Spotted Stingaree, Urolophus gigas Scott 1954


Other Names: Sinclairs Stingaree

A Spotted Stingaree, Urolophus gigas, at St Leonards Jetty, Port Phillip, Victoria - depth 5 metres . Source: Jasper Montana / Museum Victoria. License: CC by Attribution

Summary:
A dark brown to blackish stingaree covered with many indistinct pale rings and spots; underside white or cream, margin of disc and tail grey or black.  
The spine on the tail behind the dorsal fin is venomous and may cause a very painful wound.

Video of a Spotted Stingaree at Balnarring, Western Port, Victoria.

Cite this page as:
Bray, D.J. 2018, Urolophus gigas in Fishes of Australia, accessed 13 Nov 2018, http://fishesofaustralia.net.au/home/species/3534

Spotted Stingaree, Urolophus gigas Scott 1954

More Info


Distribution

Endemic to and relatively widespread in southern Australian from about Lakes Entrance, Victoria, to Albany, Western Australia, including northern Tasmania. Inhabits seagrass areas and shallow rocky reefs in depths to 35 m - often resting partly buried in sand. 

Features

Body extremely depressed;  tail rounded in cross-section, moderately short (67-72% disc length), lateral skin folds absent. Disc oval, slightly longer than wide, broadest part immediately behind level of spiracles, anterior edge rounded; snout fleshy, tip rarely extended; eyes small (18-20% of distance between snout tip and middle of lower jaw); posterior margin of spiracles rounded; mouth small, 9-12 papillae on mouth floor; internasal flap skirt-shaped, posterior angle not extended into distinct lobe; posterolateral border of nostrils not extended into distinct lobe and not forming flattened tentacle; five pairs of gill slits on underside of disc. 
Skin smooth. Dorsal fin present on the tail before the venomous spine; anal fin absent; caudal fin short, deep.

Feeding

Presumably feeds on benthic invertebrates and fishes.

Biology

Little is known of the biology of the Spotted Stingaree. Females give birth to live young. Stingarees are aplacental viviparous, meaning that the embryos emerge from eggs within the uterus and undergo further development until they are born. After emerging from their egg cases, the embryos are initially sustained by their yolk, and later by histotroph, a "uterine milk" produced by the mother.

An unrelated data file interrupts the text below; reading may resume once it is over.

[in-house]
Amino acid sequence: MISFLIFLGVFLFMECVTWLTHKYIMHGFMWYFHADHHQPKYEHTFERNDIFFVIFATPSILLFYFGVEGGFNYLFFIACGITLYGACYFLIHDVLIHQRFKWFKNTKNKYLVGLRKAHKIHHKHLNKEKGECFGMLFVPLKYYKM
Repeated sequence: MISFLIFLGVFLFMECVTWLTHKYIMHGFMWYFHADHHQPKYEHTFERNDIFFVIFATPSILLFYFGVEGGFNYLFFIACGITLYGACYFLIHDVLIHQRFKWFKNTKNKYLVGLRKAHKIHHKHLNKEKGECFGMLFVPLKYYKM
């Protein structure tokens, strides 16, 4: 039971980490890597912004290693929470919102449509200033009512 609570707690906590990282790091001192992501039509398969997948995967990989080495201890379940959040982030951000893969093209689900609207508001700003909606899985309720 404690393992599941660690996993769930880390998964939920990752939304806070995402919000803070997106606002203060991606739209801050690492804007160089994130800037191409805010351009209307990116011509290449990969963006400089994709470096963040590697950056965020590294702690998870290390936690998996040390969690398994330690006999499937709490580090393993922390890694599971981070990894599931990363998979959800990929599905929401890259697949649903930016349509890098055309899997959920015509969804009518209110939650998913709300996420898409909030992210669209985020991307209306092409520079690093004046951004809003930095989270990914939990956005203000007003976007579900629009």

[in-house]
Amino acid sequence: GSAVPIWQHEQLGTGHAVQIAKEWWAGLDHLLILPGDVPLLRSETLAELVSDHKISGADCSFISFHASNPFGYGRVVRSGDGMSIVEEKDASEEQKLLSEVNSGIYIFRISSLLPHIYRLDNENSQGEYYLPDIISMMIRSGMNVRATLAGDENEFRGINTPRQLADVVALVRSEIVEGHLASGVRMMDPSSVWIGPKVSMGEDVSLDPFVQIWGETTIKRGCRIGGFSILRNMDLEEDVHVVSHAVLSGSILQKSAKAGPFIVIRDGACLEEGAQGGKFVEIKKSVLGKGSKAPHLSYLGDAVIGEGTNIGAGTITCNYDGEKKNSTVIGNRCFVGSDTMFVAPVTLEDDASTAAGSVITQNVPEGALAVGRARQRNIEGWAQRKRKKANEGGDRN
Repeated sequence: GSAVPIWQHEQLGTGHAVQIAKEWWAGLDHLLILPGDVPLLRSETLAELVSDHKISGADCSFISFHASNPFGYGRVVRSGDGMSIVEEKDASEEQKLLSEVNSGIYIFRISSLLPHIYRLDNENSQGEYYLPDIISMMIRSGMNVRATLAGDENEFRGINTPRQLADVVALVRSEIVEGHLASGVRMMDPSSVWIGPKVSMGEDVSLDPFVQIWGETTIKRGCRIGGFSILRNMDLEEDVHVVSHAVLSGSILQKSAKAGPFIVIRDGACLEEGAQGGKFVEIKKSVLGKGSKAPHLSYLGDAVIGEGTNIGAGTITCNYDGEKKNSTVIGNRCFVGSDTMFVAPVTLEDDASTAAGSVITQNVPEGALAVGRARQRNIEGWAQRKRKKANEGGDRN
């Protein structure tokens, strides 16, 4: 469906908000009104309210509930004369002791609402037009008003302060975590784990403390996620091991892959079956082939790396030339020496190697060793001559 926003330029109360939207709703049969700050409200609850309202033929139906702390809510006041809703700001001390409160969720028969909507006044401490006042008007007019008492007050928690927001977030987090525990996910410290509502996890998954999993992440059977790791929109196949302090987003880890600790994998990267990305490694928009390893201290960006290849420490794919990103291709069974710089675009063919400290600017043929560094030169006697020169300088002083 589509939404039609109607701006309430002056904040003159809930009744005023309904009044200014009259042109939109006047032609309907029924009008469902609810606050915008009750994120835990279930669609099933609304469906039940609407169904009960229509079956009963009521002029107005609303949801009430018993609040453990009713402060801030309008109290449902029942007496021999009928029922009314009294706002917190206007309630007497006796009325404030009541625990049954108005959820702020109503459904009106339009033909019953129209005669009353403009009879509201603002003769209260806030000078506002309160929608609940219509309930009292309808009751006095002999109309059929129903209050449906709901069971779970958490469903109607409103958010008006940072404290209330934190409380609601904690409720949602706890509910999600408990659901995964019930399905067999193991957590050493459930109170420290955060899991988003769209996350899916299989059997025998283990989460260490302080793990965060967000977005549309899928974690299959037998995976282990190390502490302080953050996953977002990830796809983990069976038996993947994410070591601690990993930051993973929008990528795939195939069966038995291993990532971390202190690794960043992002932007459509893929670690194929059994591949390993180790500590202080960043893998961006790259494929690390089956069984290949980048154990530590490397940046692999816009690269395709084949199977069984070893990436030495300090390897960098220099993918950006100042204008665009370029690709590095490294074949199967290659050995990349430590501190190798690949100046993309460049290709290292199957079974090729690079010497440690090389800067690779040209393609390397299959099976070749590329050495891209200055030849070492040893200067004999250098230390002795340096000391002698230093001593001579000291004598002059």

Fisheries

Ocasionally taken by otter trawl and gillnet as bycatch  in commercial fisheries in southeastern Australia. 

Remarks

The Spotted Stingaree is often misidentified by divers as the young of the Smooth Stingray (Dasyatis brevicaudata).

Species Citation

Urolophus gigas Scott, 1954, Rec. South Aust. Mus. 11(2): 105, pl. 22. Type locality Port Noarlunga, South Australia..

Author

Bray, D.J. 2018

Spotted Stingaree, Urolophus gigas Scott 1954

References


Gomon, M.F., Yearsley, G.K. & Last, P.R. 2008. Family Urolophidae. 125-137 pp. in Gomon. M.F., Bray, D.J. & Kuiter, R.H. (eds) Fishes of Australia's Southern Coast. Sydney : Reed New Holland 928 pp.

Hutchins, J.B. & Swainston, R. 1986. Sea Fishes of Southern Australia. Complete field guide for anglers and divers. Perth : Swainston Publishing 180 pp.

Kuiter, R.H. 1993. Coastal Fishes of South-eastern Australia. Bathurst : Crawford House Press 437 pp.

Kuiter, R.H. 1996. Guide to Sea Fishes of Australia. A comprehensive reference for divers and fishermen. Sydney, NSW, Australia : New Holland Publishers xvii, 434 pp.

Last, P.R. & Gomon, M.F. 1994. Family Urolophidae. pp. 172-181 figs 150-159 in Gomon, M.F., Glover, C.J.M. & Kuiter, R.H. (eds). The Fishes of Australia's South Coast. Adelaide : State Printer 992 pp. 810 figs.

Last, P.R. & Marshall, L.J. 2006. Urolophus gigas In: IUCN 2013. IUCN Red List of Threatened Species. Version 2013.2. . Downloaded on 05 April 2014.

Last, P.R. & Stevens, J.D. 1994. Sharks and Rays of Australia. Canberra : CSIRO Australia 513 pp. 84 pls.

Last, P.R. & Stevens, J.D. 2009. Sharks and Rays of Australia. Collingwood : CSIRO Publishing Australia 2, 550 pp.

Last, P.R., Yearsley, G.K. & White, W.T. 2016. Family Urolophidae pp. 676-705. In: Last, P.R., White, W.T., de Carvalho, M.R., Séret, B., Stehmann, M.F.W. & & Naylor, G.J.P. (eds) Rays of the World. Melbourne: CSIRO Publishing, 800 pp.

Scott, T.D. 1954. Four new fishes from South Australia. Records of the South Australian Museum (Adelaide) 11(2): 105-112 figs 1-3 pl. 22

Quick Facts


CAAB Code:37038003

Conservation:IUCN Least Concern

Danger:Venomous spine on tail

Depth:to 35 m

Habitat:Seagrass beds, rocky reefs

Max Size:70 cm TL

Native:Endemic

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CAAB distribution map